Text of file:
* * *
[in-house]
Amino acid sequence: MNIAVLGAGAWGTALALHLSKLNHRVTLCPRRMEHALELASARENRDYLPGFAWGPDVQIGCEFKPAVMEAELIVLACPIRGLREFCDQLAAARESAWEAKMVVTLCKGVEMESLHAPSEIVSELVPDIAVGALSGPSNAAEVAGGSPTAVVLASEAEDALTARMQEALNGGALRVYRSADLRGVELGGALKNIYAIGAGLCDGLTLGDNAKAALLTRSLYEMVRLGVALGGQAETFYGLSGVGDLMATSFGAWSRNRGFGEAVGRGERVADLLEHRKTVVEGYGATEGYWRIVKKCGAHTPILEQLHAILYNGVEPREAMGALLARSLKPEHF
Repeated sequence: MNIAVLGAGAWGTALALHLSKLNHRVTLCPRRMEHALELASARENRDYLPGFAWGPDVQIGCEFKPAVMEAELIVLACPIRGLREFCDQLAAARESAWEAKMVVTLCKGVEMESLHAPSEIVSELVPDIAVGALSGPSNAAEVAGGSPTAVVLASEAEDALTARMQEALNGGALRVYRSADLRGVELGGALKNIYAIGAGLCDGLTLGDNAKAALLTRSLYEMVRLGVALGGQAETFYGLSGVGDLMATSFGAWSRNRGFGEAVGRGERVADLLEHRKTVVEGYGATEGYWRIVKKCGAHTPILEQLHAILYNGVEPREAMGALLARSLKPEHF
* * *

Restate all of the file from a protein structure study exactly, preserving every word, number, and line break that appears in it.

[in-house]
Amino acid sequence: MNIAVLGAGAWGTALALHLSKLNHRVTLCPRRMEHALELASARENRDYLPGFAWGPDVQIGCEFKPAVMEAELIVLACPIRGLREFCDQLAAARESAWEAKMVVTLCKGVEMESLHAPSEIVSELVPDIAVGALSGPSNAAEVAGGSPTAVVLASEAEDALTARMQEALNGGALRVYRSADLRGVELGGALKNIYAIGAGLCDGLTLGDNAKAALLTRSLYEMVRLGVALGGQAETFYGLSGVGDLMATSFGAWSRNRGFGEAVGRGERVADLLEHRKTVVEGYGATEGYWRIVKKCGAHTPILEQLHAILYNGVEPREAMGALLARSLKPEHF
Repeated sequence: MNIAVLGAGAWGTALALHLSKLNHRVTLCPRRMEHALELASARENRDYLPGFAWGPDVQIGCEFKPAVMEAELIVLACPIRGLREFCDQLAAARESAWEAKMVVTLCKGVEMESLHAPSEIVSELVPDIAVGALSGPSNAAEVAGGSPTAVVLASEAEDALTARMQEALNGGALRVYRSADLRGVELGGALKNIYAIGAGLCDGLTLGDNAKAALLTRSLYEMVRLGVALGGQAETFYGLSGVGDLMATSFGAWSRNRGFGEAVGRGERVADLLEHRKTVVEGYGATEGYWRIVKKCGAHTPILEQLHAILYNGVEPREAMGALLARSLKPEHF